My patience thinned as I tried every trick in the book to remove this thing. You see, it might have been easier if the bag hadn’t caught on the chicken’s spine. Oh, yes. You read that correctly. There was no way I could get this thing out. And oh, I tried. I had several forks and knives that I used to try and pry this thing out. Finally after spending a good 15 minutes, I decided to do the right thing. I called my parents.

I was on the phone with them for a good 10 minutes. My mom’s advice, which came after the line, “I don’t know what’s going on inside that chicken,” was to put it in a bowl in the microwave to defrost the thing at a low temperature. Problem is… I’ve never used my microwave to defrost ANYTHING. I use it to reheat my coffee in the morning or cook the occasional frozen dinner. The big risk was that the plastic might melt (which I was surprised that it hadn’t already). Another thing I learned, is that ordinarily, they wrap the innards with paper and put them inside… not plastic. So why in God’s name did some moron put them in plastic?! I will never know.

I decided to tinker with the microwave’s settings after I was off the phone to see if I could understand the defrost option on it. I didn’t. It had two settings Def 1 and Def 2. I had no idea where the instructions were and didn’t want to dig through a bunch of papers to try and find them. So, I resorted to the old-fashioned violent method. I slid my steak knife from the drawer and literally cut open the chicken from bottom to top, along the spine. I was mad. I hacked away at that chicken until I could properly wrench open both sides, and pull out the gorey plastic trophy. I hucked it in the trash with satisfaction and stood back to gaze at the chicken. It looked as though I’d performed a brutal open heart surgery on it.

I could be a professional.

Not really knowing what else to do at that point, I progressed with the recipe. I poured a combination of chicken stock, Pinot Grigio white wine, and more oil across the bird. Then, I dashed more rosemary and lemon juice inside. I topped it all off by putting five garlic cloves into the pan with the chicken and then pushed it back into the oven for another 25 minutes. I poured myself a glass of wine and sat down to wait for it. 25 minutes passed very slowly. I took the chicken out, took a spoon to the broth and dribbled it over the chicken. The skin by this time had become brown and crispy and the thing smelled scrumptious even if it looked awful.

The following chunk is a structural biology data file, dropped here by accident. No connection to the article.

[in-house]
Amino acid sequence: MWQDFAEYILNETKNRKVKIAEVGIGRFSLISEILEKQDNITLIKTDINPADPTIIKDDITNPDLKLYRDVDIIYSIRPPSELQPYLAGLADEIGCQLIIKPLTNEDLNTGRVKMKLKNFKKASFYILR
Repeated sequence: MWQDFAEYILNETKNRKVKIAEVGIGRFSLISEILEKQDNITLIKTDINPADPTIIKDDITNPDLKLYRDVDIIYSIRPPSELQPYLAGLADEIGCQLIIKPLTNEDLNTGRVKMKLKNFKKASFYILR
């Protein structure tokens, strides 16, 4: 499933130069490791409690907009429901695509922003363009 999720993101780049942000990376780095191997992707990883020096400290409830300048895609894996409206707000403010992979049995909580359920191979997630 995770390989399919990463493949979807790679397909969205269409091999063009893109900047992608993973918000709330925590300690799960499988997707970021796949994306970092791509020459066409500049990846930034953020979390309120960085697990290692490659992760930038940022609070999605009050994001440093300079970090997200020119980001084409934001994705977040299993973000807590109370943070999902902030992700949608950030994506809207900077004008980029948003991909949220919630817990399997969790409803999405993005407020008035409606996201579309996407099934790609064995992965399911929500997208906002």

It ended up back in the oven for longer because a chicken takes longer to cook than a Cornish Game Hen, even one that’s been massacred by a knife, such as this one. Finally at 8:15, I took the chicken out of the oven for the last time, carved off a decent helping of it’s right side, and sat down to eat. And it tasted marvelous.

But… oh, man. I was still haunted by what I’d endured earlier. I was so haunted that for some strange reason, I was attacked by a bird in my dream that night. Except it wasn’t a chicken. It was an ostrich. And it was furious. It was like the chicken called out a hit on me in my dream. In light of that terrifying experience, I think it will be a long while before I attempt to cook a whole chicken like that again.

Next week on Cooking Adventures, we’ll be making what has been called “the best bread pudding ever.” Frankly, folks, I’m excited about this one. Bread Pudding with a Kahlua Sauce (courtesy of The Ravenous Couple and Simply Recipes) will be next week. Stay tuned!

~KSilva

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2 thoughts on “The Chicken, The Whole Chicken, And Nothing But The Chicken

  1. I seriously have had those days where I could not get those gizzards out!!! When those birds freeze they FREEZE! I feel your pain, but that sound soo yummy even after all the carnage!!!